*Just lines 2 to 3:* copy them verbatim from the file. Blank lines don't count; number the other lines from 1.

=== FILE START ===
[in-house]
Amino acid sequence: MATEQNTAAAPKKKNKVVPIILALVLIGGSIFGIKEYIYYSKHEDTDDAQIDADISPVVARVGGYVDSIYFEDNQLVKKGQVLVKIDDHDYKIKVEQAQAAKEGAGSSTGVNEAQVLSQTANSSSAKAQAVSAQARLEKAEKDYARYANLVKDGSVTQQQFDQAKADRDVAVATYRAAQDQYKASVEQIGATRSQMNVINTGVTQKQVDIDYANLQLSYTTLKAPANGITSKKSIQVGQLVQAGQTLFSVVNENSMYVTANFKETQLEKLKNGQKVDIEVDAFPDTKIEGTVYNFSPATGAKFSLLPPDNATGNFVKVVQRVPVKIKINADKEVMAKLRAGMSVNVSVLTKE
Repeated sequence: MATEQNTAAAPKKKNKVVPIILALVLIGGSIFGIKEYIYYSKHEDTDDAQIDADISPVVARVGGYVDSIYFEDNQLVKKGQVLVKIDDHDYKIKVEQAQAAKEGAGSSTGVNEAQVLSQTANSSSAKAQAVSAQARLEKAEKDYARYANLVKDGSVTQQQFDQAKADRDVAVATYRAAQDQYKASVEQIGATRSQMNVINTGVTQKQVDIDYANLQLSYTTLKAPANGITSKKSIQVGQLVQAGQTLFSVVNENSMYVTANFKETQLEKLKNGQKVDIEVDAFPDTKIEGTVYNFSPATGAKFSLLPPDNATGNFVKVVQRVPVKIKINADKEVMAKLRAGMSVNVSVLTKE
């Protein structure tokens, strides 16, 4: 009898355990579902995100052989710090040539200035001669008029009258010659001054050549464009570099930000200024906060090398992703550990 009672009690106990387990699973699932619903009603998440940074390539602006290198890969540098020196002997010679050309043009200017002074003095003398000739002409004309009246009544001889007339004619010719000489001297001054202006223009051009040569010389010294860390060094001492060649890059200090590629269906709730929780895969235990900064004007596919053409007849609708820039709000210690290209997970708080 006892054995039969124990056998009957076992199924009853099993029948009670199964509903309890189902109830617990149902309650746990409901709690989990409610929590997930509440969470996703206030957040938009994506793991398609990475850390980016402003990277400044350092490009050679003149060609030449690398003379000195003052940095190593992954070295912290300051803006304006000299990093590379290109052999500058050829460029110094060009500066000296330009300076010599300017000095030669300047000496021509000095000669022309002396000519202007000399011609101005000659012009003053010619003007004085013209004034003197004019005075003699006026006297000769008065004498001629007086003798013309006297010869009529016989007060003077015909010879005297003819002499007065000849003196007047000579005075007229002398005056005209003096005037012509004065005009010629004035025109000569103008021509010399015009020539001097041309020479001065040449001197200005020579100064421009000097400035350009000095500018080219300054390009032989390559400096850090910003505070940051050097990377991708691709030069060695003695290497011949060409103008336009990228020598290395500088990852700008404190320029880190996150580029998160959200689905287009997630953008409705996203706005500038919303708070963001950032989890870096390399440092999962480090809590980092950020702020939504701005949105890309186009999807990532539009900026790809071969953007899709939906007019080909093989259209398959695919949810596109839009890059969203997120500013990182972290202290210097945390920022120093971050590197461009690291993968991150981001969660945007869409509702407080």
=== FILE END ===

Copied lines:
Amino acid sequence: MATEQNTAAAPKKKNKVVPIILALVLIGGSIFGIKEYIYYSKHEDTDDAQIDADISPVVARVGGYVDSIYFEDNQLVKKGQVLVKIDDHDYKIKVEQAQAAKEGAGSSTGVNEAQVLSQTANSSSAKAQAVSAQARLEKAEKDYARYANLVKDGSVTQQQFDQAKADRDVAVATYRAAQDQYKASVEQIGATRSQMNVINTGVTQKQVDIDYANLQLSYTTLKAPANGITSKKSIQVGQLVQAGQTLFSVVNENSMYVTANFKETQLEKLKNGQKVDIEVDAFPDTKIEGTVYNFSPATGAKFSLLPPDNATGNFVKVVQRVPVKIKINADKEVMAKLRAGMSVNVSVLTKE
Repeated sequence: MATEQNTAAAPKKKNKVVPIILALVLIGGSIFGIKEYIYYSKHEDTDDAQIDADISPVVARVGGYVDSIYFEDNQLVKKGQVLVKIDDHDYKIKVEQAQAAKEGAGSSTGVNEAQVLSQTANSSSAKAQAVSAQARLEKAEKDYARYANLVKDGSVTQQQFDQAKADRDVAVATYRAAQDQYKASVEQIGATRSQMNVINTGVTQKQVDIDYANLQLSYTTLKAPANGITSKKSIQVGQLVQAGQTLFSVVNENSMYVTANFKETQLEKLKNGQKVDIEVDAFPDTKIEGTVYNFSPATGAKFSLLPPDNATGNFVKVVQRVPVKIKINADKEVMAKLRAGMSVNVSVLTKE